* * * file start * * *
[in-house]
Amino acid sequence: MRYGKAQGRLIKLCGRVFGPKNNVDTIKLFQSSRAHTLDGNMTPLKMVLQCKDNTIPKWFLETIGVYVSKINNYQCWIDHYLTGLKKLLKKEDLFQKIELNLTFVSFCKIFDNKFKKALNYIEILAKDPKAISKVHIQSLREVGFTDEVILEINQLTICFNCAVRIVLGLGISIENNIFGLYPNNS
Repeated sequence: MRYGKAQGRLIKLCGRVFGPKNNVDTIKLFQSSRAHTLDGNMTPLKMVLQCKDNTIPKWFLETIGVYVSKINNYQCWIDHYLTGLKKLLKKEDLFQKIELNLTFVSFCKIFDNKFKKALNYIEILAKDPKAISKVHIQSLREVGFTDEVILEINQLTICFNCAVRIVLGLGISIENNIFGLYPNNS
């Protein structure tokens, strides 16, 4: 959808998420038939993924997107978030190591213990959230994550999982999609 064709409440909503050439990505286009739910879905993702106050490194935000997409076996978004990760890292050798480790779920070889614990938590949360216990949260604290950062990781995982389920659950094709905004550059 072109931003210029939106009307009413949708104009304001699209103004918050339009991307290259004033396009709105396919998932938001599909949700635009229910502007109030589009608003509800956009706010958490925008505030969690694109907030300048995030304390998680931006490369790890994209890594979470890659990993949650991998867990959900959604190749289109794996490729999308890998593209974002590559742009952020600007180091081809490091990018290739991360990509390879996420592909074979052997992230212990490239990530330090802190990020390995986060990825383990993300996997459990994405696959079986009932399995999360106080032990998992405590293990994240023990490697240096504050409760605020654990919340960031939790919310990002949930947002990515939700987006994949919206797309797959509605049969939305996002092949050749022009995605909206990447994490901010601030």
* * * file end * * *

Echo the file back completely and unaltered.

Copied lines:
[in-house]
Amino acid sequence: MRYGKAQGRLIKLCGRVFGPKNNVDTIKLFQSSRAHTLDGNMTPLKMVLQCKDNTIPKWFLETIGVYVSKINNYQCWIDHYLTGLKKLLKKEDLFQKIELNLTFVSFCKIFDNKFKKALNYIEILAKDPKAISKVHIQSLREVGFTDEVILEINQLTICFNCAVRIVLGLGISIENNIFGLYPNNS
Repeated sequence: MRYGKAQGRLIKLCGRVFGPKNNVDTIKLFQSSRAHTLDGNMTPLKMVLQCKDNTIPKWFLETIGVYVSKINNYQCWIDHYLTGLKKLLKKEDLFQKIELNLTFVSFCKIFDNKFKKALNYIEILAKDPKAISKVHIQSLREVGFTDEVILEINQLTICFNCAVRIVLGLGISIENNIFGLYPNNS
């Protein structure tokens, strides 16, 4: 959808998420038939993924997107978030190591213990959230994550999982999609 064709409440909503050439990505286009739910879905993702106050490194935000997409076996978004990760890292050798480790779920070889614990938590949360216990949260604290950062990781995982389920659950094709905004550059 072109931003210029939106009307009413949708104009304001699209103004918050339009991307290259004033396009709105396919998932938001599909949700635009229910502007109030589009608003509800956009706010958490925008505030969690694109907030300048995030304390998680931006490369790890994209890594979470890659990993949650991998867990959900959604190749289109794996490729999308890998593209974002590559742009952020600007180091081809490091990018290739991360990509390879996420592909074979052997992230212990490239990530330090802190990020390995986060990825383990993300996997459990994405696959079986009932399995999360106080032990998992405590293990994240023990490697240096504050409760605020654990919340960031939790919310990002949930947002990515939700987006994949919206797309797959509605049969939305996002092949050749022009995605909206990447994490901010601030």